In this section we will look into what role calprotectin play in neutrophil activation.
Calprotectin is a S100 protein
Calprotectin is a heterodimer of two calcium-binding proteins and belongs to the S100 protein family (Synonyms: S100A8/A9 or MRP8/14). It is released from activated and consumed immunocytes, such as neutrophils, monocytes and macrophages1-5 during inflammation and upon bacterial infection. Calprotectin is well known extracellular alarmin or damage associated molecular pattern (DAMP) protein. It exerts its pro-inflammatory activity via receptors such as RAGE and TLR4, and NF-kB and p38 activation1,3,5.
Calprotectin also has anti-microbial activity by the binding of zinc and manganese, which leads to so-called nutritional immunity by ‘’starving’’ the bacteria1,5,6.
What is NET (neutrophil extracellular traps)?
Neutrophils are the dominant leukocytes circulating the blood, and they are the first innate immune cells that are recruited to a site of infection. Here the neutrophils have several defence strategies, including the production of toxic reactive oxygen species (ROS), the release of anti-microbial factors and the formation of neutrophil extracellular traps (NET).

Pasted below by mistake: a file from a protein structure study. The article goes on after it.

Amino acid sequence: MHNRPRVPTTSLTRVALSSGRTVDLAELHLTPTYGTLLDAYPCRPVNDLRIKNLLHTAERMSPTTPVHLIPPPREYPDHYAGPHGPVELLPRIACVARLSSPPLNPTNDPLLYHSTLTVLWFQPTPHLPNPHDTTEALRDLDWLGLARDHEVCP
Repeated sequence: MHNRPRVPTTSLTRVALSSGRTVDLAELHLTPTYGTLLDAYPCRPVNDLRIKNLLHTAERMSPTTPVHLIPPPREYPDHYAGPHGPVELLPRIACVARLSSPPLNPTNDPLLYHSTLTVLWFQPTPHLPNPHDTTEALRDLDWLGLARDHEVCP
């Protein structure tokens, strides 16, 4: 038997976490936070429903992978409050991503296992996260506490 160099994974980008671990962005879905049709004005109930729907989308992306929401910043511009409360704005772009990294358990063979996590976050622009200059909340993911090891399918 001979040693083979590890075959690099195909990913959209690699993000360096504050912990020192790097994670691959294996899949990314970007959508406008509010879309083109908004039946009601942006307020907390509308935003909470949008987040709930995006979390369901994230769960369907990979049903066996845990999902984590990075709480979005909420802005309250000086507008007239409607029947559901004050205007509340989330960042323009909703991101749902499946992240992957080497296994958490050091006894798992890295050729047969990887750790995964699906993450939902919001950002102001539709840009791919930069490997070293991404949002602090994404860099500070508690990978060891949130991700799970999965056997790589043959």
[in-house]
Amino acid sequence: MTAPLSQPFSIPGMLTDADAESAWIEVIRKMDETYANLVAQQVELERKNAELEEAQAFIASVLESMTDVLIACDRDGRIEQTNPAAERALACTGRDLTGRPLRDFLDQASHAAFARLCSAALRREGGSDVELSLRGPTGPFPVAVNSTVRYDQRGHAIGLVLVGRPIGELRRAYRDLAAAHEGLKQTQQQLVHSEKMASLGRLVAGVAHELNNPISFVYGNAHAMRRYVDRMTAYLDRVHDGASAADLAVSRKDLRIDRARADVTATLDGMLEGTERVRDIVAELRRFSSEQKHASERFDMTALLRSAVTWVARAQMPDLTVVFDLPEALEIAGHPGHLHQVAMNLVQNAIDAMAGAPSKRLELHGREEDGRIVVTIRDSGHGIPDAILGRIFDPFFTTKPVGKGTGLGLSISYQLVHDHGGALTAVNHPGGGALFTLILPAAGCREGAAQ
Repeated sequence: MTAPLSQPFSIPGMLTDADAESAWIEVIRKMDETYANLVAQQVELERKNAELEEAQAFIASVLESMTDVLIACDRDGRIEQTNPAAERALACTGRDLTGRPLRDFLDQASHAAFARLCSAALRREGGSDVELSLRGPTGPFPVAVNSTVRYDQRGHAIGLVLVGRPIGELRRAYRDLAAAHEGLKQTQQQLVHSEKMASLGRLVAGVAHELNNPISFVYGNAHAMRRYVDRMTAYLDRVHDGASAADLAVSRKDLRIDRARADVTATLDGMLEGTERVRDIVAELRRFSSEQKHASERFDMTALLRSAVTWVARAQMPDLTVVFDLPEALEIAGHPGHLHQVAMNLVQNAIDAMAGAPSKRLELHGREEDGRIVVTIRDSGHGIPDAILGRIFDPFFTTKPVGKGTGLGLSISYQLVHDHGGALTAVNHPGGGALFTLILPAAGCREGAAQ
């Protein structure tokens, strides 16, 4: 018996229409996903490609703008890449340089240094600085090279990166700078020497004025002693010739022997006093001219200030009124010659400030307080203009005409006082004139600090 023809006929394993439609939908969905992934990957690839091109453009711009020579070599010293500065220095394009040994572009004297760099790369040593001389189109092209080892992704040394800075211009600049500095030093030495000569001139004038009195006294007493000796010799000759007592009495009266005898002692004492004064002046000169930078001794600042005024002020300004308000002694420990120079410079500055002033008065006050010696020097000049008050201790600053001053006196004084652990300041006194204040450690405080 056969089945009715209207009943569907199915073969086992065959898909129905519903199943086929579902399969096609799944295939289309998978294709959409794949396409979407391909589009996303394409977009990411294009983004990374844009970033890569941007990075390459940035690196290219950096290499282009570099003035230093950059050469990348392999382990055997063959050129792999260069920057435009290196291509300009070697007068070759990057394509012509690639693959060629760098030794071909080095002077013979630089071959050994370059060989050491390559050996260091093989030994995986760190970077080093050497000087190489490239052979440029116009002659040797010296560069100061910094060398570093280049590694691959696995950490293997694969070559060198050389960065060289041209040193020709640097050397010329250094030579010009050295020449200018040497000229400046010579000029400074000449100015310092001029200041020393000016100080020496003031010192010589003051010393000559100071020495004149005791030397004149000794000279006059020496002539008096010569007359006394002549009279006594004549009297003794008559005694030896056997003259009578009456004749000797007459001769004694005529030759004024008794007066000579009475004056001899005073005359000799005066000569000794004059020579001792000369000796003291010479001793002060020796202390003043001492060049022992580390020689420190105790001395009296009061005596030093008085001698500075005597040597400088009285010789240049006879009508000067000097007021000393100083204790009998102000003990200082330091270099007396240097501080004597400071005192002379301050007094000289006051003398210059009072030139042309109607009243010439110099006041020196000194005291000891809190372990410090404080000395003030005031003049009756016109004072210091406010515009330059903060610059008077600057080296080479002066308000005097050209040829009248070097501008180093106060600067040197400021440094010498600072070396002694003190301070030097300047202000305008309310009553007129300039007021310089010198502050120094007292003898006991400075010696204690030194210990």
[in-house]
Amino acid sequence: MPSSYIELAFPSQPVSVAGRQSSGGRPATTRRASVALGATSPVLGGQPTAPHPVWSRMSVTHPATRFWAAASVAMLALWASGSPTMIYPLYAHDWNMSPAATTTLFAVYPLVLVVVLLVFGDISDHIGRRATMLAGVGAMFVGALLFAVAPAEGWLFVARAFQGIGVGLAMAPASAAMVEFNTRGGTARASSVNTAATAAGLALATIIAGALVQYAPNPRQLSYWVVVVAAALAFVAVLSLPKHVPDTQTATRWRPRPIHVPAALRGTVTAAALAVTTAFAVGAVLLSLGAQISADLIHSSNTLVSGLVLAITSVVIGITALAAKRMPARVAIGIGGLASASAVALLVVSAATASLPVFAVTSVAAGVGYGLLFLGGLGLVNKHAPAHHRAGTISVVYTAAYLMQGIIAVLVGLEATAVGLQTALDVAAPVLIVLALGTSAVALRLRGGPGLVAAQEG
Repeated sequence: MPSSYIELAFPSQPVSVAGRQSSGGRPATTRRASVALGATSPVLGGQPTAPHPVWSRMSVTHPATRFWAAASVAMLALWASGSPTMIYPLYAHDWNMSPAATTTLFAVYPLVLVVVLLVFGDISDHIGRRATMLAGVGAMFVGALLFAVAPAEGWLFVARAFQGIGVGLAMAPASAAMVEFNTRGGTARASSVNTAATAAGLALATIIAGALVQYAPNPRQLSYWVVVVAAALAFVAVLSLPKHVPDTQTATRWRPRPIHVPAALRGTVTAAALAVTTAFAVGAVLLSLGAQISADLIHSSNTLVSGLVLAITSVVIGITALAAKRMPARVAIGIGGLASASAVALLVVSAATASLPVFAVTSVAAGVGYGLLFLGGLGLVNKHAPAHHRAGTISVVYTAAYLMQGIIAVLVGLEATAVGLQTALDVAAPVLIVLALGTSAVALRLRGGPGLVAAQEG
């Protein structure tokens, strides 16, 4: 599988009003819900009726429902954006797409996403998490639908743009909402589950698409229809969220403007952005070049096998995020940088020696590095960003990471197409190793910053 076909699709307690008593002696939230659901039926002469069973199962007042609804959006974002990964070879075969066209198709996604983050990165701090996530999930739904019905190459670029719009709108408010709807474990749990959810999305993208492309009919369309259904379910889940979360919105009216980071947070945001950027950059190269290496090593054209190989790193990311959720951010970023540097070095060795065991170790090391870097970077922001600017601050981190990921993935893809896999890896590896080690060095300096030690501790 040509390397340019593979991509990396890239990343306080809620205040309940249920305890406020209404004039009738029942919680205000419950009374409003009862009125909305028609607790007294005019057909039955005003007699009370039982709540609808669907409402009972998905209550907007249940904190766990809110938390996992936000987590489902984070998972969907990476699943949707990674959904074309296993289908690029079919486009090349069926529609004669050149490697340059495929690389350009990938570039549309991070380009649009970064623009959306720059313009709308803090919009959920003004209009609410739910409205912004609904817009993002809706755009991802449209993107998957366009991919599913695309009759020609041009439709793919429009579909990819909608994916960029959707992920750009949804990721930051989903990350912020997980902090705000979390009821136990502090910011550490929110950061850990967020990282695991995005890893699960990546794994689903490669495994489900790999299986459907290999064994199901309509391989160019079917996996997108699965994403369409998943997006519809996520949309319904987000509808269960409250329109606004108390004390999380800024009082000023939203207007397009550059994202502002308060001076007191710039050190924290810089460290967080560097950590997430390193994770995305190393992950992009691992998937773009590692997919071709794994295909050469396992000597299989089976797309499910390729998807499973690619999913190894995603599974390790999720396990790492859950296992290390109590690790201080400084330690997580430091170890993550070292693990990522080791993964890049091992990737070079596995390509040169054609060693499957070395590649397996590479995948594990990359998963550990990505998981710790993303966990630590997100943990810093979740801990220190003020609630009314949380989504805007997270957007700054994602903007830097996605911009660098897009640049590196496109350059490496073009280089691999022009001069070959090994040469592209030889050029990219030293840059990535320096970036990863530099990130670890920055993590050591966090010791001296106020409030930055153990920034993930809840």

The NETs are composed of a mesh-like structure which consists of DNA strands, histones and antimicrobial proteins. They can therefore ensnare the microbes by localising and trapping pathogens within the sticky meshwork of chromatin, and also expose them to the highly concentrated anti-microbial factors6.
Calprotectin is one of most abundant proteins in the cytosol of neutrophils making up around 40 %-60% of the cytosolic proteins. Calprotectin is released from the neutrophils during inflammation, executing its pro-inflammatory function as alarmin, and is part of the anti-microbial factors in the NETs1,6,7. Both the calprotectin release and the neutrophil activation are regulated in negative-feedback loops. However, uncontrolled expression of calprotectin will also accelerate the neutrophil activation and trigger release of further pro-inflammatory factors leading, to inflammatory damage and septic shock1.
Neutrophils and calprotectin:
Neutrophils are major players in first-line defence against infection
Calprotectin is released from neutrophils and acts as anti-microbial factor and pro-inflammatory alarmin
Calprotectin is upregulated in infections and inflammatory conditions and a promising biomarker for neutrophil activation and inflammation
Calprotectin correlates with disease activity in multiple inflammatory conditions, both in infectious and non-infectious inflammatory conditions
Calprotectin – the promising early biomarker of neutrophil activation
Since calprotectin is released by activated neutrophils in inflammation in several infectious and non-infectious conditions, calprotectin is a promising biomarker for neutrophil activation and inflammatory conditions where it also correlates well with disease activity, including bacterial infections, sepsis and autoimmune inflammatory conditions, like rheumatic arthritis1-4.